2014/40 – Super cute slouchy hat

Hey there!

I’m a new admin here, (I’m “the tall one”, daughter #1). I’m 22 and I’m a university student and new dressmaker. I’m still learning to sew clothes but I like to make things that look a bit different from current fashions (mostly involving popular styles in different or surprising fabrics or prints). Something I want to experiment with is mixing crochet and sewing projects together, since mixing textures and fabrics together on clothes seems to be quite popular at the moment. As far as that goes, watch this space!

Today’s post is about a really pretty hat pattern that we found, which I really like because it’s quite comfy and great for a bad hair day. It’s also got lots of gaps in it, so it’s quite breezy, enough so that you can probably wear it in the summer if you want. This would probably look cute with glittery/shiny wool or the occasional shiny little bead threaded throughout.

For this one, just bear in mind that when it says “single crochet”, that’s a UK double, and where it says a “double crochet” that’s a UK treble crochet.

Click here for the pattern from Gleeful Things.

– Leeloo the Tall

2014/18 A hat for the spring and summer … if we get one of either

Found this on Moogly and just made it for my eldest daughter’s birthday. She noticed me sneakily making it and said she wasn’t sure … but then put it on and loves it. The pattern is quite easy to memorise so you can make it in front of the telly, plus you’ll learn a really cool way of making hat brims and slouchy beanies.

Pattern here.



2014 number 5 – a cool weather beanie – pattern translation

In theory, Spring is supposed to be on its way in the Northern Hemisphere, while our friends down south are still enjoying a Summer  that will turn into Autumn before long, so we think this light and airy slouchy beanie suits the change in weather ahead.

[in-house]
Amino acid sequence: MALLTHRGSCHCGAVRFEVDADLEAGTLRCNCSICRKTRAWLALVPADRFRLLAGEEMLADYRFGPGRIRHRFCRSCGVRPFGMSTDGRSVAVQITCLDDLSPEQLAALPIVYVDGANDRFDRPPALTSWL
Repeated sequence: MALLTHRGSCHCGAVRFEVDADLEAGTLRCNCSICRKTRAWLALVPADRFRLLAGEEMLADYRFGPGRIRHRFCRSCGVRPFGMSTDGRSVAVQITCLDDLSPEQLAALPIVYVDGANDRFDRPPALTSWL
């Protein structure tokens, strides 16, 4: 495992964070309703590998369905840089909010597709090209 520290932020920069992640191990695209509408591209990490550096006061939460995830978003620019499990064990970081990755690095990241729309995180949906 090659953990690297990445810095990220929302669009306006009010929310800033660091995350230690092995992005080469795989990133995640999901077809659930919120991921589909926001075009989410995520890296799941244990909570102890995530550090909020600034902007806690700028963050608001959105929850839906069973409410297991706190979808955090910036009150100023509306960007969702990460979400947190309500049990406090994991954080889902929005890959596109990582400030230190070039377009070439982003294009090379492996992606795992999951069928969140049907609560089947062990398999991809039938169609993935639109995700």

The designer, Julie from Gleeful things, calls it a Sugar Cone Skully Hat, which is kinda weird and awesome at the same time. The pattern has loads of potential beyond the lovely version pictured.

It only requires UK DC (sc) and UK TR (dc), so it’s a great pattern for everyone to try.

Visit Julie for the free pattern!

Candy Corn Hat which I’m using as a Pixie Hat pattern!

Found this on Ravelry when I was looking for a pixie hat pattern for Christmas presents. You could extend this pattern to make a witches’ hat or even a Hogwarts school hat 😛

It’s a free download from Taraduff

It’s in all in US terms so crochet a UK DC where it asks for an sc. Easy!

Make a hat from granny squares!

I’m typing through my tears because The Teenager is playing Cher Lloyd’s “Swagger Jagger” in the living room. My ears might drop off before the end of this post, but I shall soldier on!

It’s rare for me to find a hat design that I would actually wear. I’m a bit fussy. This one, however, is so darling that I’m going to make it and – le gasp – keep it for myself! That’s right! I’m going to crochet something and not give it away!

The pattern is by Lisa Gentry at RedHeart and is available as a pdf download (does everyone know about these? Would anyone like some pointers?). I personally like to wear hats all year round so you could make this with lighter yarn or thread for the Summer, and with something chunkier for the winter. You could also vary colours and even square designs once you’ve mastered the patterns.